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pelican

Syllabification: pel·i·can
Pronunciation: /ˈpeləkən
 
/

Definition of pelican in English:

noun

1A large gregarious waterbird with a long bill, an extensible throat pouch for scooping up fish, and mainly white or gray plumage.
Example sentences
  • Most of the postcranial elements belong to continental waterbirds, including pelicans, anhingas, herons, storks, ducks, and rails.
  • Millions of birds - ducks, geese, pelicans, shore birds - use the sea each year.
  • Black swans, pelicans, white faced heron and mullet jumping out of the water were some of the attractions that were snapped by the budding photographers.
1.1A heraldic or artistic representation of a pelican, typically depicted pecking its own breast as a symbol of Christ.
[from an ancient legend that the pelican fed its young on its own blood]
Example sentences
  • This act of self-vulning, in which the female pelican pecks blood from her chest to feed her young, symbolizes Christ feeding the faithful.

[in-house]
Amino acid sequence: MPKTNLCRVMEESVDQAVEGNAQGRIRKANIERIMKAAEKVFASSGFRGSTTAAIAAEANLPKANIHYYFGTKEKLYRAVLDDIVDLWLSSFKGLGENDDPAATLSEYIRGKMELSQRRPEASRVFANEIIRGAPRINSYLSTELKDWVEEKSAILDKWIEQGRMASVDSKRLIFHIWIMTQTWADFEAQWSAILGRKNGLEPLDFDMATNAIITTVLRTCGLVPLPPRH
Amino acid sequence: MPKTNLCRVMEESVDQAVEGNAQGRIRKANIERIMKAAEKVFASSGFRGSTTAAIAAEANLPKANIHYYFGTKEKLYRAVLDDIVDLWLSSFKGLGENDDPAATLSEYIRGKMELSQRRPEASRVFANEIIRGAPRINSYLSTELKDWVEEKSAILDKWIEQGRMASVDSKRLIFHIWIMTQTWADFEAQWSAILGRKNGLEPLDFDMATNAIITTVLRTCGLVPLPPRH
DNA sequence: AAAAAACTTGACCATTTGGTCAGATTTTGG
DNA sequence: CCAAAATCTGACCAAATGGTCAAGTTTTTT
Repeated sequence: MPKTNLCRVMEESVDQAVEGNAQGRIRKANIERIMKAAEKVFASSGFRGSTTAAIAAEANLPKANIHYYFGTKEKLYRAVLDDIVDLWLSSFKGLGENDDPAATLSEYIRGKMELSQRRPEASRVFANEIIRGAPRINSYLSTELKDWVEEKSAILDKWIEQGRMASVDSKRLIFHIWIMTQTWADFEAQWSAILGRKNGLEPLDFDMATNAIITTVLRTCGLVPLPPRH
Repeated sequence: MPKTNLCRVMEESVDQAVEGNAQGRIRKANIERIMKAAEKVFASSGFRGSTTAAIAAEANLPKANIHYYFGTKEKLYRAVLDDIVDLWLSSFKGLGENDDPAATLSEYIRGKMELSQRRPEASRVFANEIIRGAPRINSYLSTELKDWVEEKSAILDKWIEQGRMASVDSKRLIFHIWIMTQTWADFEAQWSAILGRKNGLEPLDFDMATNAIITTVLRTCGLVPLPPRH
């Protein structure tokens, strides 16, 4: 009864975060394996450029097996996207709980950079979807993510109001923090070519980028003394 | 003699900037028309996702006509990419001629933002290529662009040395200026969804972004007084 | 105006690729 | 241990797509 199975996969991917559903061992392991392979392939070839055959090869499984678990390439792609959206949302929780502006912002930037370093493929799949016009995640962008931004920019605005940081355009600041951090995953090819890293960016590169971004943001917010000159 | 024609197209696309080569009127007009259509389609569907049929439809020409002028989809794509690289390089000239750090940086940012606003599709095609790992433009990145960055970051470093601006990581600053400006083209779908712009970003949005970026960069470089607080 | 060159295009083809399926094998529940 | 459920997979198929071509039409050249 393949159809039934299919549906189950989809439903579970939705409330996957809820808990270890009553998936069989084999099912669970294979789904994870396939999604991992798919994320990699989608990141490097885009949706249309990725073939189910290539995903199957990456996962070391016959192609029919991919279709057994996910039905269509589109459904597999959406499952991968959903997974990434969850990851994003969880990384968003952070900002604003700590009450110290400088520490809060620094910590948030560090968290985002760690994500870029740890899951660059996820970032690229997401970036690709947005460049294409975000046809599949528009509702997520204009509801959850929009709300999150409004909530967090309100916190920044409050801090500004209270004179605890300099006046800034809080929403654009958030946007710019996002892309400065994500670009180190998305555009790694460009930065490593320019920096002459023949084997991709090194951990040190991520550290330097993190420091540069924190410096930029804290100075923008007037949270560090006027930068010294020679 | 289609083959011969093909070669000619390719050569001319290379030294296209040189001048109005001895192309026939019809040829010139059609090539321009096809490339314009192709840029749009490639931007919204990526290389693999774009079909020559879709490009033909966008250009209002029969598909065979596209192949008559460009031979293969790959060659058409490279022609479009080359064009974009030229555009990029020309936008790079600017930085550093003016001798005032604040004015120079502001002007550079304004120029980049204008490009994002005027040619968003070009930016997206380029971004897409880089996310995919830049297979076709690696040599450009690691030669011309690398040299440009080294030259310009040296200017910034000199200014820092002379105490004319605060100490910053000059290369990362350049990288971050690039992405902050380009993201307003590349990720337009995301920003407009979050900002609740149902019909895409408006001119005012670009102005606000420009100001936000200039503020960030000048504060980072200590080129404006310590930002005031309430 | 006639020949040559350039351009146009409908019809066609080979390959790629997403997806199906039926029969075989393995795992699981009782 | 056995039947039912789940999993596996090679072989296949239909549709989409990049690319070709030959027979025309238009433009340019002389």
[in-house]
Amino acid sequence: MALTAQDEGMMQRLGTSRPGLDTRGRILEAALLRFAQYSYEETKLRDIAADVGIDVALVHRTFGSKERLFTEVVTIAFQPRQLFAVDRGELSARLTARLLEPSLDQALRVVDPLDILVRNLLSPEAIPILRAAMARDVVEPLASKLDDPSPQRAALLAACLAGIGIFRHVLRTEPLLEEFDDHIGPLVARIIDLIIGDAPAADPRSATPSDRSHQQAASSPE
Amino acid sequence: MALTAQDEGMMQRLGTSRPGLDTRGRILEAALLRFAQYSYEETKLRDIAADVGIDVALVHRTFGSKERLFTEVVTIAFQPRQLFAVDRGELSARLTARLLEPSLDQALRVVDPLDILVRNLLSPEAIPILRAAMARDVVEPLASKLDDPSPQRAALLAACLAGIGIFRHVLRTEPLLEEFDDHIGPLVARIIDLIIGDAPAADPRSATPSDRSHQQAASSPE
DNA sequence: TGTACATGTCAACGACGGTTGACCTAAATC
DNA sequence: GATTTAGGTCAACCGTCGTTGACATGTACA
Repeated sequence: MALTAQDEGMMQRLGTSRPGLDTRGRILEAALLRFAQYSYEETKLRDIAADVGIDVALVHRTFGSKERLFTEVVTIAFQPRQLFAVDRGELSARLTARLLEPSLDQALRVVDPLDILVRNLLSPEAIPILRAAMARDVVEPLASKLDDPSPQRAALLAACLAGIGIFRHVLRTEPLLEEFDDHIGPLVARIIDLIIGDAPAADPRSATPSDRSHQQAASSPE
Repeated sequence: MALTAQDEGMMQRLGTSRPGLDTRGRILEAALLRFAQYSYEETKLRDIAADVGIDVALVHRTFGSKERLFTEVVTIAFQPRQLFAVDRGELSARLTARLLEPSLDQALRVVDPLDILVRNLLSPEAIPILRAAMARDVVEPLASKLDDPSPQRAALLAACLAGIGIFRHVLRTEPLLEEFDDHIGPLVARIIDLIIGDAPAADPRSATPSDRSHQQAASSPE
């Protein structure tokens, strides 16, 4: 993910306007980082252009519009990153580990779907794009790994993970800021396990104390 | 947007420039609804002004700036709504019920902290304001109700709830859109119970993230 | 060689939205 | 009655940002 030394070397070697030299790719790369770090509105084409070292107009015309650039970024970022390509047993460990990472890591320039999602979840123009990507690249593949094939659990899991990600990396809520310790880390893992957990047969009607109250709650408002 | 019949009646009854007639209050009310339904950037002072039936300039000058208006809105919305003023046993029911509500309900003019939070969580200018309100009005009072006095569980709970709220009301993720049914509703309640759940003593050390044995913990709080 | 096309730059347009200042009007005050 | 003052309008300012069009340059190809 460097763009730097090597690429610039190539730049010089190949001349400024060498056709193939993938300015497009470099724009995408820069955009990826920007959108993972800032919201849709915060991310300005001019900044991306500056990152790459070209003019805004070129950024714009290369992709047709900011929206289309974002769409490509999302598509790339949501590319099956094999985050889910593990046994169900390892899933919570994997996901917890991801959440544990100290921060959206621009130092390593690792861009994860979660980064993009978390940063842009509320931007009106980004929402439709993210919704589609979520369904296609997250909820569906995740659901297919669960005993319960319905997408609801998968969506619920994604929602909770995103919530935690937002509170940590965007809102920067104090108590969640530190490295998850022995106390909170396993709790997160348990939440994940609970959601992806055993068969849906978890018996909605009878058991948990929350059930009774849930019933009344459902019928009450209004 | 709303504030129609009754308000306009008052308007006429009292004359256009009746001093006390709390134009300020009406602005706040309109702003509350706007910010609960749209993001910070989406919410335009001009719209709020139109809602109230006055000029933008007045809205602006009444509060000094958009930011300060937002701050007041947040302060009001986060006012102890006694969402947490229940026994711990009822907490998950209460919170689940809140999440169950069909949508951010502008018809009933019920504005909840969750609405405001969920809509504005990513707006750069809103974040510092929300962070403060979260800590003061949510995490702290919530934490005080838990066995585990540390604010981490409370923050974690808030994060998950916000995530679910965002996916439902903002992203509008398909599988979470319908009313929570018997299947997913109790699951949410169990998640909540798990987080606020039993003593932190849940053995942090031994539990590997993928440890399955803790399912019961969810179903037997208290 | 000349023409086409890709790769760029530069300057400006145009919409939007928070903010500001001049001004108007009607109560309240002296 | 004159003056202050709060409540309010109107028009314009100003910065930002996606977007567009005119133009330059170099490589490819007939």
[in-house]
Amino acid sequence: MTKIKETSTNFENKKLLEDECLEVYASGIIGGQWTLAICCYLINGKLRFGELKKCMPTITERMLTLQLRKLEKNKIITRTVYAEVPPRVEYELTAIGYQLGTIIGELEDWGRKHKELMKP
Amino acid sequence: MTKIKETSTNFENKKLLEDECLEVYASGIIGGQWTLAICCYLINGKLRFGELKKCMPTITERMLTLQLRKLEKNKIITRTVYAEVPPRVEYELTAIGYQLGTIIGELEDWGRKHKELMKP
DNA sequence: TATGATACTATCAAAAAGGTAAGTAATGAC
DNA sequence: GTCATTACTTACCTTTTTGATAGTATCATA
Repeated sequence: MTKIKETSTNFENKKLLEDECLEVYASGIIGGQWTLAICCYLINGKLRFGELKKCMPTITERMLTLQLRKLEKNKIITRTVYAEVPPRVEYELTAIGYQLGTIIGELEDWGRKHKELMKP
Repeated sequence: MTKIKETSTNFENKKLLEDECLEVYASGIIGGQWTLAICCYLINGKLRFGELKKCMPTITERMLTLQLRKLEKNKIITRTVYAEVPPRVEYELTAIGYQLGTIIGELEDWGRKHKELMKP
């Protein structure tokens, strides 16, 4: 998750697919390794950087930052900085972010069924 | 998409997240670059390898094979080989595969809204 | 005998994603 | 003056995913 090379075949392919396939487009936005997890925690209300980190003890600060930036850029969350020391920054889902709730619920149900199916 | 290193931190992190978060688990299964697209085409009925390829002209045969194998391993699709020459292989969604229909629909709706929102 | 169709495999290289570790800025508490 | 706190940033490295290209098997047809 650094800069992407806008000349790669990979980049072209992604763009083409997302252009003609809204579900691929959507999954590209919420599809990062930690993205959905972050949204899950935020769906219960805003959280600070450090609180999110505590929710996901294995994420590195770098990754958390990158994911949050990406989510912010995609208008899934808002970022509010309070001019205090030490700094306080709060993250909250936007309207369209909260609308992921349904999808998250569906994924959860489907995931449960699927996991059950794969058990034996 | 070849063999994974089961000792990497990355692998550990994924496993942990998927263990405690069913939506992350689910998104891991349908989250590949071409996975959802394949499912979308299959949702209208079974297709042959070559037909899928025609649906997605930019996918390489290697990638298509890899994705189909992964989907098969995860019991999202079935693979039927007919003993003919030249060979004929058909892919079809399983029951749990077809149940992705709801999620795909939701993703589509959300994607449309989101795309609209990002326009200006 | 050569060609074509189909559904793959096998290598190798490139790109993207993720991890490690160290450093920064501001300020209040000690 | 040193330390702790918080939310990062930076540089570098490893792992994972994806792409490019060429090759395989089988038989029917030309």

• Art nouveau pelicans uphold the piers of Blackfriars Bridge, and high overhead stands the great iron badge of the London, Chatham & Dover Railway.
  • The pelican is a symbol of self-sacrifice, and a Masonic symbol of resurrection!

Origin

late Old English pellicane, via late Latin from Greek pelekan, probably based on pelekus 'ax' (with reference to its bill).

More
  • The pelican has always been noted for its long bill and deep throat-pouch for scooping up fish. This distinctive feature probably gave the bird its name, which came from Greek pelekan, probably based on pelekus ‘axe’. In Britain a pelican crossing is a road crossing with traffic lights operated by pedestrians. The name, first used in 1966, was taken from the initial letters of the formal title, pedestrian light controlled crossing. Two other pedestrian crossings were given bird names by analogy with the pelican, the puffin (from pedestrian user-friendly intelligent), and toucan crossing. As bird names, puffin has a rather complicated history. It was used in Middle English for the Manx shearwater, probably from ‘puff, puffed up’, describing the shearwater's fat nestlings. As the two birds often nest together the name was then transferred to the bird we now call a puffin. Toucans, who first appeared in English in the mid 16th century, get their name from the language of the Amazonian Indians called the Tupi, and their name imitates their cry.

Words that rhyme with pelican

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